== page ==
Once your appeal book is prepared, you must serve it on the other party or parties to the appeal and file three copies of it (one for each judge who will hear your appeal), with proof that you have served it on the other party or parties, at the Court of Appeal’s registry office. At this time, you will also have to pay a filing fee of $100.

2.8 Write, serve and file your written argument

At the same time as you serve and file your appeal book, you must serve and file a written argument.

What is a factum?

A party who is represented by a lawyer must prepare, serve and file a formal written argument called a factum. Rules 27 through 31 describe what a factum must contain and look like in great detail, including the substance required, page length, colour, font size, spacing, margins, etc.

What is a written argument?

If you are not represented by a lawyer, you do not have to file a formal factum. Instead, at the same time as you serve your appeal book, you must serve a written argument which is no longer than 15 pages. Your written argument should explain what your appeal is all about. Although you are not bound by the strict rules which apply to a factum, it may be useful to include the following parts in your written argument, which are also required in a factum:

  1. an introduction summarizing the context for the appeal.
  2. a concise summary of the facts.
  3. a concise argument on the points of law or fact raised by the appeal and explaining the errors you say were made.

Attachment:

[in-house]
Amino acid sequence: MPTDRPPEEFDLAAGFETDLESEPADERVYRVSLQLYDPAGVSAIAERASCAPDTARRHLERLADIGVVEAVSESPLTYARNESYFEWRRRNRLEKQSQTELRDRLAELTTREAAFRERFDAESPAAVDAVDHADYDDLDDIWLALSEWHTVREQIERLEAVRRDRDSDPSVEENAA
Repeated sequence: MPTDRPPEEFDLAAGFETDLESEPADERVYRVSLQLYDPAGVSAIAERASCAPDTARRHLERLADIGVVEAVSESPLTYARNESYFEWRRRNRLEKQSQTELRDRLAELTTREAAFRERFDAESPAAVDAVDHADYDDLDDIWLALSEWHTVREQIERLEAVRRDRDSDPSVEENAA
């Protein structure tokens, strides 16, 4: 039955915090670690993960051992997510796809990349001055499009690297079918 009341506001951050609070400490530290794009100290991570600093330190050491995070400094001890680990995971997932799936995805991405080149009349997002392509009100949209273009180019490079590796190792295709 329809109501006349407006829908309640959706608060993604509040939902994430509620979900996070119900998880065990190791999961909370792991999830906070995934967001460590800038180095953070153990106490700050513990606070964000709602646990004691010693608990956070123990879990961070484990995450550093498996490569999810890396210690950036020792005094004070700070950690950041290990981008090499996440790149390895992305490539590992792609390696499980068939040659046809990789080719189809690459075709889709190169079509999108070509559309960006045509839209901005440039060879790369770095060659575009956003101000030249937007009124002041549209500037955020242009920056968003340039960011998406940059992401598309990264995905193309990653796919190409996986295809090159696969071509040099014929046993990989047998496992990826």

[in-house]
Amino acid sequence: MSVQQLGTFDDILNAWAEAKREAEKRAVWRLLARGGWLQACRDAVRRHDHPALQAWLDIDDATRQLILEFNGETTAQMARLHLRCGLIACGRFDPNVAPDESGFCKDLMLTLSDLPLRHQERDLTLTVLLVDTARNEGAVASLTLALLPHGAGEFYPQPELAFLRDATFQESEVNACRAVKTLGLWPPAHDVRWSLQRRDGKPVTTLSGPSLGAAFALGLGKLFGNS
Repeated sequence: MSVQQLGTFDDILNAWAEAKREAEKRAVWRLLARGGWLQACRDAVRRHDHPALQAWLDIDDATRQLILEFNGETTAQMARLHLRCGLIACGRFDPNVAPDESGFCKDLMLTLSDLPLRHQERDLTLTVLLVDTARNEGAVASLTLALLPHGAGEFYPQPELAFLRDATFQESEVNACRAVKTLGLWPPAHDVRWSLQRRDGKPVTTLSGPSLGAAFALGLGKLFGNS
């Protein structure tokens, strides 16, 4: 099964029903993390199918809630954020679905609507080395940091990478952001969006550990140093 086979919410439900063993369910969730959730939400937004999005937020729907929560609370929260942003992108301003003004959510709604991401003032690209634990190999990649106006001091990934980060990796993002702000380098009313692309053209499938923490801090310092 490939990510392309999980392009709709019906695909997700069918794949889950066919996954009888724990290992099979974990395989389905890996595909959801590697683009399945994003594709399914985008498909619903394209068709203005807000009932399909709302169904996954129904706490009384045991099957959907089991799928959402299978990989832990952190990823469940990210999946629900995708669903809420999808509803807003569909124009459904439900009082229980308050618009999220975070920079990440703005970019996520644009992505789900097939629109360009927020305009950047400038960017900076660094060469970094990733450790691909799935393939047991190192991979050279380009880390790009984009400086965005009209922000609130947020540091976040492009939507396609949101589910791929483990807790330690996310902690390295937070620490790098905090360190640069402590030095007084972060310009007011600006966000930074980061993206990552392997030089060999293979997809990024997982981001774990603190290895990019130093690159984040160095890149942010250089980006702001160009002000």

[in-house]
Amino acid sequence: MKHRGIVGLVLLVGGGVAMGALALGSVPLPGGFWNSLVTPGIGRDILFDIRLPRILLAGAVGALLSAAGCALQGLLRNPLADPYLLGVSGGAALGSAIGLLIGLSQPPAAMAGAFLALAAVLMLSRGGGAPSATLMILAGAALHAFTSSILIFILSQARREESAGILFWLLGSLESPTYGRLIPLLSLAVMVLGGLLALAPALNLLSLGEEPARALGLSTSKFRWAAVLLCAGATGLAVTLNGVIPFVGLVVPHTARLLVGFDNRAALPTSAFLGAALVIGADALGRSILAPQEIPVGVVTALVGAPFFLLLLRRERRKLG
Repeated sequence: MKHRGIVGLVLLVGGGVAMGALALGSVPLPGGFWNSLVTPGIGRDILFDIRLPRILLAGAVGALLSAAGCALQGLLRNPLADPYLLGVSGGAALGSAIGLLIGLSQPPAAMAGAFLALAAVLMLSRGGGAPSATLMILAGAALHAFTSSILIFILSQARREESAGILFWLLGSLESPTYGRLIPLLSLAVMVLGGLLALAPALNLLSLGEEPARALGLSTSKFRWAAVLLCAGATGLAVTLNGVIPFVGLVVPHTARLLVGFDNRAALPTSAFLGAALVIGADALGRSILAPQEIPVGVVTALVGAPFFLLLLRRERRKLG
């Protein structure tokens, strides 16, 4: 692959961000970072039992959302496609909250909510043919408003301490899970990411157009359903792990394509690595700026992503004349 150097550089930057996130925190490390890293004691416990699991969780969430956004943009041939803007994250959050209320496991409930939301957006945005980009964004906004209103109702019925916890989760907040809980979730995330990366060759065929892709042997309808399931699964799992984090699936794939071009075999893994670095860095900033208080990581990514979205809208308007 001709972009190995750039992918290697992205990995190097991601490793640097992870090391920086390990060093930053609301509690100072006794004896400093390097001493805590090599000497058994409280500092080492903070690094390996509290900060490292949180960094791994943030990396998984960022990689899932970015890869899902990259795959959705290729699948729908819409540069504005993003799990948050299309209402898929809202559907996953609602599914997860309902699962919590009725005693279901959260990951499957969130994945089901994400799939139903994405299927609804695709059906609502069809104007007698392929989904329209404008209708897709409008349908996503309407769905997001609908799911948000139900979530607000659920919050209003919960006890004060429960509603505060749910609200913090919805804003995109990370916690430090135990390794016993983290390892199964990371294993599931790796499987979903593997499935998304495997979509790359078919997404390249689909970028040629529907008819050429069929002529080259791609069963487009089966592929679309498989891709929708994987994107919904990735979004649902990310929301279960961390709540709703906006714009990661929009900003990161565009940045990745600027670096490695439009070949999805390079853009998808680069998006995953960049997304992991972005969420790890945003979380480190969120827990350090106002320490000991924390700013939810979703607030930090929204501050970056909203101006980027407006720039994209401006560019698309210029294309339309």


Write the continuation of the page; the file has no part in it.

4. a statement of the precise order that you want the court to make, including on costs.

When you file three copies of your appeal book, you must also file three copies of your written argument (at least one of which has an original signature on it) with proof that you have served it on the other party or parties.

Respondent’s factum or written argument

The other party must serve and file a factum (if they have a lawyer) or written argument within 30 days after receiving your appeal book unless your appeal is an expedited appeal in which case the time period for serving and filing a respondent factum or written argument is shortened to 15 days.

If you are the person responding to an appeal (the respondent), you should read the Guidebook for Respondents.

2.9 Scheduling the appeal for hearing

Once the registrar has received all of the parties’ factums or written arguments, he or she will schedule your appeal for hearing. Hearing dates are usually about six to eight weeks after the last factum or written argument is filed. The registrar will not generally consult the parties before setting a hearing date but, if you know of an upcoming date or dates when you are not available, you can provide the registrar with this information before a hearing date is set.

 

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Deciding to Appeal

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Applications & Hearings